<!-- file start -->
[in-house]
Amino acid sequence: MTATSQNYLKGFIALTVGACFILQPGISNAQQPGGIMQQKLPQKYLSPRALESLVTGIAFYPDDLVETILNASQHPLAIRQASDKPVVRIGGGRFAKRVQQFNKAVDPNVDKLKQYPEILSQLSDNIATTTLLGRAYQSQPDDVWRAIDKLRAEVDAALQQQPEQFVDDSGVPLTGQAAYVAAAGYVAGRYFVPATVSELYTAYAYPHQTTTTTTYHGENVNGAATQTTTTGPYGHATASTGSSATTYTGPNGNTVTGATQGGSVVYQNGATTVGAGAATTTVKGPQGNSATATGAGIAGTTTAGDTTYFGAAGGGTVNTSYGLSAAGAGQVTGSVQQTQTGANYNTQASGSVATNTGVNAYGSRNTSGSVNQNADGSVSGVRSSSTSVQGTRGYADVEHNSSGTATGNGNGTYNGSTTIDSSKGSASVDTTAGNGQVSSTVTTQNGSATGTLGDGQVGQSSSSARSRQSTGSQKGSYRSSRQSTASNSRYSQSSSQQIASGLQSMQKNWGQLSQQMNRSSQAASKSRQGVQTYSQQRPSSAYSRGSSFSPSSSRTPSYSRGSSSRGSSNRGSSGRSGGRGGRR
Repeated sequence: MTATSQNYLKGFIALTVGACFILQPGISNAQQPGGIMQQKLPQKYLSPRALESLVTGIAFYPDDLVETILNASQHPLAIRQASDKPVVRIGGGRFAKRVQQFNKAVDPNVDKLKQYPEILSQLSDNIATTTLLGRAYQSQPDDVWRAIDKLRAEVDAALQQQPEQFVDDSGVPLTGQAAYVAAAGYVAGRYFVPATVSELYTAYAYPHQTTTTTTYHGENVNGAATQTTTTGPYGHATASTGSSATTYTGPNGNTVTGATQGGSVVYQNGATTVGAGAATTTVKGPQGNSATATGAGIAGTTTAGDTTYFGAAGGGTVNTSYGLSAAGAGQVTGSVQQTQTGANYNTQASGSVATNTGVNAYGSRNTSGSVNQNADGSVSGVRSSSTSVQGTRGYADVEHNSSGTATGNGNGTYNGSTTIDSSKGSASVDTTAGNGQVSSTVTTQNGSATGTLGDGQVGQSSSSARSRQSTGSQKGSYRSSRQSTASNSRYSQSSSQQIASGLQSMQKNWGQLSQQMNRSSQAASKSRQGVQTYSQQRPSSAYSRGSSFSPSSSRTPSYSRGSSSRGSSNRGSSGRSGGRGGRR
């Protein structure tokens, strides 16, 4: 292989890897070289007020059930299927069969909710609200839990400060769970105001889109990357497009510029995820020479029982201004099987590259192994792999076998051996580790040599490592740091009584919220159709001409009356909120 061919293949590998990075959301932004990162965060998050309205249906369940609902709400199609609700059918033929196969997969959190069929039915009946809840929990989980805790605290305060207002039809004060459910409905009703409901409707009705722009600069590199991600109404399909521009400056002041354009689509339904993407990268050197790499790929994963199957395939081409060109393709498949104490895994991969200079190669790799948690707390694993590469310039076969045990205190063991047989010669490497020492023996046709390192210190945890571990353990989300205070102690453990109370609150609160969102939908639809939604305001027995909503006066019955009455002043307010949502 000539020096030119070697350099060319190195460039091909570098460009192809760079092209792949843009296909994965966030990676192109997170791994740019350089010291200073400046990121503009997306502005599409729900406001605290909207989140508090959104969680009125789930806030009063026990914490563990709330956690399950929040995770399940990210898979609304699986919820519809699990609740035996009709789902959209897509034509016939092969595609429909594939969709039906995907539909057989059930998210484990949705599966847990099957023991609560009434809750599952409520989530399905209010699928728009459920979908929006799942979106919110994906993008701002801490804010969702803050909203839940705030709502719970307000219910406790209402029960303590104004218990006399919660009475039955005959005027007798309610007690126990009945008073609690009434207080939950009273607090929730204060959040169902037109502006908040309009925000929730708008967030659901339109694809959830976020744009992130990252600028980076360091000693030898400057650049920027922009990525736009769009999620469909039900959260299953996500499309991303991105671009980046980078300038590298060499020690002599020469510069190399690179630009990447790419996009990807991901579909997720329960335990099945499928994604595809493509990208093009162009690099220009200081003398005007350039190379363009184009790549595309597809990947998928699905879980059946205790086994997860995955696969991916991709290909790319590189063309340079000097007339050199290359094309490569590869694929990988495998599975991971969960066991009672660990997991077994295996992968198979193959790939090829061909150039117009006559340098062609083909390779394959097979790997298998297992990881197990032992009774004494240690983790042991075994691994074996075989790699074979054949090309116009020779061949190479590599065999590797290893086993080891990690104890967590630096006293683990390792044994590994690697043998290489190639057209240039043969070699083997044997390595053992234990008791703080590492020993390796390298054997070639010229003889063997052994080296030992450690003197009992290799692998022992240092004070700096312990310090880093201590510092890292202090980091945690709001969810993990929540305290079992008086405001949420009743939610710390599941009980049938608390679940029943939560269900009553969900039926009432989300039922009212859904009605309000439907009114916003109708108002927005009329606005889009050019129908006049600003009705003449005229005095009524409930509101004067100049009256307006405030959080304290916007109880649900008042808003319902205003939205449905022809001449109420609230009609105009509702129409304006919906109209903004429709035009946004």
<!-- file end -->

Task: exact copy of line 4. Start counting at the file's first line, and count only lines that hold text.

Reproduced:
């Protein structure tokens, strides 16, 4: 292989890897070289007020059930299927069969909710609200839990400060769970105001889109990357497009510029995820020479029982201004099987590259192994792999076998051996580790040599490592740091009584919220159709001409009356909120 061919293949590998990075959301932004990162965060998050309205249906369940609902709400199609609700059918033929196969997969959190069929039915009946809840929990989980805790605290305060207002039809004060459910409905009703409901409707009705722009600069590199991600109404399909521009400056002041354009689509339904993407990268050197790499790929994963199957395939081409060109393709498949104490895994991969200079190669790799948690707390694993590469310039076969045990205190063991047989010669490497020492023996046709390192210190945890571990353990989300205070102690453990109370609150609160969102939908639809939604305001027995909503006066019955009455002043307010949502 000539020096030119070697350099060319190195460039091909570098460009192809760079092209792949843009296909994965966030990676192109997170791994740019350089010291200073400046990121503009997306502005599409729900406001605290909207989140508090959104969680009125789930806030009063026990914490563990709330956690399950929040995770399940990210898979609304699986919820519809699990609740035996009709789902959209897509034509016939092969595609429909594939969709039906995907539909057989059930998210484990949705599966847990099957023991609560009434809750599952409520989530399905209010699928728009459920979908929006799942979106919110994906993008701002801490804010969702803050909203839940705030709502719970307000219910406790209402029960303590104004218990006399919660009475039955005959005027007798309610007690126990009945008073609690009434207080939950009273607090929730204060959040169902037109502006908040309009925000929730708008967030659901339109694809959830976020744009992130990252600028980076360091000693030898400057650049920027922009990525736009769009999620469909039900959260299953996500499309991303991105671009980046980078300038590298060499020690002599020469510069190399690179630009990447790419996009990807991901579909997720329960335990099945499928994604595809493509990208093009162009690099220009200081003398005007350039190379363009184009790549595309597809990947998928699905879980059946205790086994997860995955696969991916991709290909790319590189063309340079000097007339050199290359094309490569590869694929990988495998599975991971969960066991009672660990997991077994295996992968198979193959790939090829061909150039117009006559340098062609083909390779394959097979790997298998297992990881197990032992009774004494240690983790042991075994691994074996075989790699074979054949090309116009020779061949190479590599065999590797290893086993080891990690104890967590630096006293683990390792044994590994690697043998290489190639057209240039043969070699083997044997390595053992234990008791703080590492020993390796390298054997070639010229003889063997052994080296030992450690003197009992290799692998022992240092004070700096312990310090880093201590510092890292202090980091945690709001969810993990929540305290079992008086405001949420009743939610710390599941009980049938608390679940029943939560269900009553969900039926009432989300039922009212859904009605309000439907009114916003109708108002927005009329606005889009050019129908006049600003009705003449005229005095009524409930509101004067100049009256307006405030959080304290916007109880649900008042808003319902205003939205449905022809001449109420609230009609105009509702129409304006919906109209903004429709035009946004």